The Bay Area, San Francisco, California two man noise machine known as Black Cobra released their Southern Lord Recordings offering, Invernal, on October 11, 2011. The 8-song offering is loaded with the band’s signature brand of doom and sludge metal, metal that seems impossibly thick and loud to be coming from just two men. Black Cobra have their tricks though, as many bands do, so we asked vocalist and guitarist, Jason Landrian, about the secret to his sound found on the recent Kurt Ballou-produced (God City Studio) album.

What one piece of gear do you use to obtain your signature sound?
Landrian: The MXR Double Shot distortion pedal is crucial to my guitar sound. Each component of my rig is crucial, but that’s imperative.

What about it makes it so important to you?
Landrian: It’s great because it has individual controls for the bass, mid and treble for 2 different types of distortion that you can switch between.

How was this gear used during the recording of your latest album?
Landrian: I used some different head and cab combos than what I use live, but I was always using the Double Shot as my main distortion pedal. It’s been my go-to pedal on every recording.

How do you recreate your album (guitar/vocal/bass) tones in your live set?
Landrian: I use the Double Shot live and in the studio, so that is key to the guitar sound. In addition, I use both an Ampeg bass cab with a Galien Kruger head and a guitar full stack with Marshall and Peavey cabs and a Hiwatt Custom 100 head. For vocals I use a Boss VE-20 vocal processor to get close to how we record the vocals on the album. For anything that we overdubbed on record, I use a Digitech Jam Man live to record loops and play over them.

What are the major pros and cons?
Landrian: The major pros are the sound and being able to get a full range of low end and high end. The cons with so many pedals is having to remember which songs use what on them and having to do some footwork.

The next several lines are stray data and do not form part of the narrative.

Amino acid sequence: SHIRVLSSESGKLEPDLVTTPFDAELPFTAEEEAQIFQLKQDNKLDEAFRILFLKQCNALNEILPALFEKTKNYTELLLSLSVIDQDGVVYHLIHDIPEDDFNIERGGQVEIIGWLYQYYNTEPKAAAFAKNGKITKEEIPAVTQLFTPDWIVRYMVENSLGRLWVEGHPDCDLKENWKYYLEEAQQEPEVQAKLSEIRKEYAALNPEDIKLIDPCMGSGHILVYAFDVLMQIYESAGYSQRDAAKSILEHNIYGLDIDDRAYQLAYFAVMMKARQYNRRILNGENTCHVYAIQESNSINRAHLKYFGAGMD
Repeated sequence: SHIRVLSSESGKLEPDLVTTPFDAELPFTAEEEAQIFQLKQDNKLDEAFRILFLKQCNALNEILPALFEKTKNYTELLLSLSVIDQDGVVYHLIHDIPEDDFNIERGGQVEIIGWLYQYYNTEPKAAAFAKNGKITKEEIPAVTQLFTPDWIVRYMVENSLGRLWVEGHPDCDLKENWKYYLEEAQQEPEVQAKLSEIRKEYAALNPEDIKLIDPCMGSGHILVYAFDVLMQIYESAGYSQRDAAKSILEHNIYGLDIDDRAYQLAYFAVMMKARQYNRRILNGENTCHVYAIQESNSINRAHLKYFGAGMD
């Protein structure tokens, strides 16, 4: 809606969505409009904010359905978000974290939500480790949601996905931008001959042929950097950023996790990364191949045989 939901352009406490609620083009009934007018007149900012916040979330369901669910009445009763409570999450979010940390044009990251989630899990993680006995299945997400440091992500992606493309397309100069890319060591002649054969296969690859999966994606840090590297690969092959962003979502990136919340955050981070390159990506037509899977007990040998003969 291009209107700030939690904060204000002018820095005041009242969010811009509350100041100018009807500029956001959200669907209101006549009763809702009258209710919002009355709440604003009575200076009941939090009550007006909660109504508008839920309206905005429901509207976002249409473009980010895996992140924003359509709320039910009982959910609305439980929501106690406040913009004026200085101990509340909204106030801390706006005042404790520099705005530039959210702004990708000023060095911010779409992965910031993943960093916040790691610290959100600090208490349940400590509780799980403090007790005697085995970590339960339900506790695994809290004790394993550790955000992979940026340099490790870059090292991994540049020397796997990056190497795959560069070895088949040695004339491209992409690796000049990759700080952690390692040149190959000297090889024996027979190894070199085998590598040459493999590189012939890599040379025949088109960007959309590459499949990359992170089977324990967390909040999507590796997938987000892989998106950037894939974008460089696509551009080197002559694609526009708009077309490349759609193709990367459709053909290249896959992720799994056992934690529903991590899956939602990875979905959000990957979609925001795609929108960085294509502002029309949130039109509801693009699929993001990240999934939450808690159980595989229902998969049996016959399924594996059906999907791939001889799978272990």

Do you have a backup for this gear, if so, what?
Landrian: I have 2 backup Double Shots and a Marshall JCM 900 head that I can use in a pinch if anything happens to the Hiwatt. The Hiwatt has such a better overall warm sound, but the Marshall will do if needed. The backup to the backup is a Crate Power Block that’s about the size of an old car stereo.

How long have you had it, how do you use it, would you ever change it?
Landrian: I got the Hiwatt after playing one on a European tour we did a few years ago. It just crushed the Marshall in terms of tone. I’ve had it about 3 years now. I don’t foresee ever changing the Hiwatt/MXR combo. I am always looking to expand though and have used a lot of really cool gear in the recording process that may someday make its way into our live performances.

Give us your best “gear goes wrong” story.
Landrian: When I was using the Marshall, we had a show (in Ohio I think) where the tubes just died on us. We smelled something burning and then it just stopped working. Since I also use a bass amp, it wasn’t a total bust, but my highs and mids were just non-existent. We took out our trusty Crate Power Block and just cranked it as much as possible to finish out the rest of the set.

Any final thoughts or comments on the gear?
Landrian: After so many live shows I’m pretty content with our sound and gear. MXR and Hiwatt are a great combination!

Check out the song “The Crimson Blade”

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Born in 2003, V13 was a socio-political website that, in 2005, morphed into PureGrainAudio and spent 15 years developing into one of Canada's (and the world’s) leading music sites. On the eve of the site’s 15th anniversary, a full re-launch and rebrand takes us back to our roots and opens the door to a full suite of Music, Film, TV, and Cultural content.